Although the crypto asset class has produced high historical returns, it has not been very correlated with other risky assets. For example, over the last five years the correlation between bitcoin and the S&P 500 has been just 40%, compared to a 90% correlation between for the Nasdaq 100 and the S&P 500. A lower correlation to stocks means that crypto allocations in a portfolio should provide greater diversification benefits than certain other pro-risk assets.

Crypto is a nascent young asset class and should be considered relatively high risk. Bitcoin and other crypto assets may not be suitable for investors with defined capital needs in the relatively near future (e.g., within the next three to five years). Savings allocated for upcoming expenses related to college tuition or home purchases, for example, should probably not include crypto allocations. Lastly, investors prioritizing asset income should consider alternative options.

However, for investors with relatively high risk tolerance, crypto greatly expands the risk/return opportunities available in public markets. Because of these assets’ high return potential and low correlation with other risky assets, an optimal portfolio for many investors should include a moderate allocation to crypto.

Zach Pandl, Managing Director, Research, Grayscale

Ask an Expert

Q: What Impact will a Spot BTC ETF have on the price of Bitcoin?

Bitcoin is one of the few assets that could directly impact the price of an ETF. Since we know there is a limited supply of bitcoin - 21 million total available ever with 19.5 million mined - the demand for a spot ETF will take up some of that supply and have to hold it as long as there is still interest in the ETF. Its a supply and demand situation.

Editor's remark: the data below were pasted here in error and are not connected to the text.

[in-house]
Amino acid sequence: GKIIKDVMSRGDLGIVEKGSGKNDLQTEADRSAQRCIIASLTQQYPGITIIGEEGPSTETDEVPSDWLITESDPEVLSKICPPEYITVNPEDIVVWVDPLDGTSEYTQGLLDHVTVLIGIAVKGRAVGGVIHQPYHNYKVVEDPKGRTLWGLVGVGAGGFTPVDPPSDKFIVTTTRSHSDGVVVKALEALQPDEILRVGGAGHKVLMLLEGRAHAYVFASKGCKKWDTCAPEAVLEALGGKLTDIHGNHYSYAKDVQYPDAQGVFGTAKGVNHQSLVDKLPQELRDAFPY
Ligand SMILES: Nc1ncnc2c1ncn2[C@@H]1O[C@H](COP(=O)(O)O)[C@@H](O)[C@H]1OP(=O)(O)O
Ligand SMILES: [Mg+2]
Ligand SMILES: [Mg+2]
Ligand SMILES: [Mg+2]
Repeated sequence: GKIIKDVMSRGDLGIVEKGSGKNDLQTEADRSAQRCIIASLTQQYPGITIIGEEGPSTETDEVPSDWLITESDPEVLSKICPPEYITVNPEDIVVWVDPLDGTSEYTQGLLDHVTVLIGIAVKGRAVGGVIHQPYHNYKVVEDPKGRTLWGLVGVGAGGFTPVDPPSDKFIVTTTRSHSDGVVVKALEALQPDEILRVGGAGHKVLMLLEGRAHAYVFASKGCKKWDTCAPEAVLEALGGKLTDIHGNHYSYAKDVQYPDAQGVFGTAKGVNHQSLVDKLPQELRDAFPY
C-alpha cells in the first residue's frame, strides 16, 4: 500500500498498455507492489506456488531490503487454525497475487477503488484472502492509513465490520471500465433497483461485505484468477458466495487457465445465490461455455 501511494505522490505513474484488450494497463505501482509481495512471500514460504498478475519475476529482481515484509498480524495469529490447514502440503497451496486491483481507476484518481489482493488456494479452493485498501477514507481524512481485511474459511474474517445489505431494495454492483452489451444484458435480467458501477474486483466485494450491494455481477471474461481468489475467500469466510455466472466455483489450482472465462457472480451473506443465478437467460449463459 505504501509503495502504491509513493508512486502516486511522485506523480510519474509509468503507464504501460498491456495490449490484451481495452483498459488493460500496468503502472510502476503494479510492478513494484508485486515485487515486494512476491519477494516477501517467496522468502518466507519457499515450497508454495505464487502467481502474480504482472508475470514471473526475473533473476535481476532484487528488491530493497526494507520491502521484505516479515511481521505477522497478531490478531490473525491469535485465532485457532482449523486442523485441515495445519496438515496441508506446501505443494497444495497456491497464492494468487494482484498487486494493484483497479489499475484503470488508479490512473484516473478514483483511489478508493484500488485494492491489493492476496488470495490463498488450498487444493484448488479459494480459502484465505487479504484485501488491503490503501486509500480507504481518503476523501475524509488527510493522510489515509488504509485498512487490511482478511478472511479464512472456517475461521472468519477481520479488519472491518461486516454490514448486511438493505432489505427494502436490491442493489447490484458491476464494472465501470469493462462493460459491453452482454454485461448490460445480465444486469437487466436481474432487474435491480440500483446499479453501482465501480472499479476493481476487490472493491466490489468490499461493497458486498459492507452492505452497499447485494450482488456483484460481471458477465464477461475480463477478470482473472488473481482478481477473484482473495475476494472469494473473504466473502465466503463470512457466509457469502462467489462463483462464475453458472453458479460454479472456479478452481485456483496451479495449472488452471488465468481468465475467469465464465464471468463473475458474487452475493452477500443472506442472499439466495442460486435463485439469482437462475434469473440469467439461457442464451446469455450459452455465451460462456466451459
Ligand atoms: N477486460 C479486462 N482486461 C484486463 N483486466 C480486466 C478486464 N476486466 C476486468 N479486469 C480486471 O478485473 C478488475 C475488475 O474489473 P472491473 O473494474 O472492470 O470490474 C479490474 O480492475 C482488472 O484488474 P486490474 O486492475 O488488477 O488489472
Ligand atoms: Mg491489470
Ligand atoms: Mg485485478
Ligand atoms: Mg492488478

Q: The demand for the ETF might go down, so will the overall price of bitcoin drop?

There could be follow-on effects from a spot BTC ETF approval as it could symbolize a thawing of the regulatory resistance to bitcoin, and possibly to crypto overall. Approval by the SEC for the spot ETF would make investments in bitcoin more palatable for institutions. We may also see more 401k providers allowing bitcoin as an investment option. Overall, the demand for bitcoin could be exponentially larger than the demand for the spot ETF after approval.

Q: I can’t put my clients into bitcoin right now. How can I get them some exposure before the spot ETFapprovals?

There are ways to get exposure to bitcoin before an approval, and still keep the clients in regulated investments within your custodian and AUM. Remember, we’re not giving investment advice, so DYOR.

Some examples include:

GBTC - The Grayscale Bitcoin Trust is trading at a small discount, and will likely be converted to an ETF with the approval of other ETFs. This means clients invested in this trust will get the discount taken up, in addition to any price appreciation in bitcoin.

Bitcoin mining stocks such as - Riot Blockchain and Marathon Digital are publicly traded companies that do nothing but mine bitcoin. If the value of their product increases significantly, logic tells us their stock prices should appreciate as well.

Coinbase - COIN is the publicly traded company that is an exchange and a custodian, and stands to benefit from more interest in crypto overall. They have a diversified revenue model, and the thawing of regulatory stance helps them tremendously.

Adam Blumberg, Interaxis

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Edited by Bradley Keoun.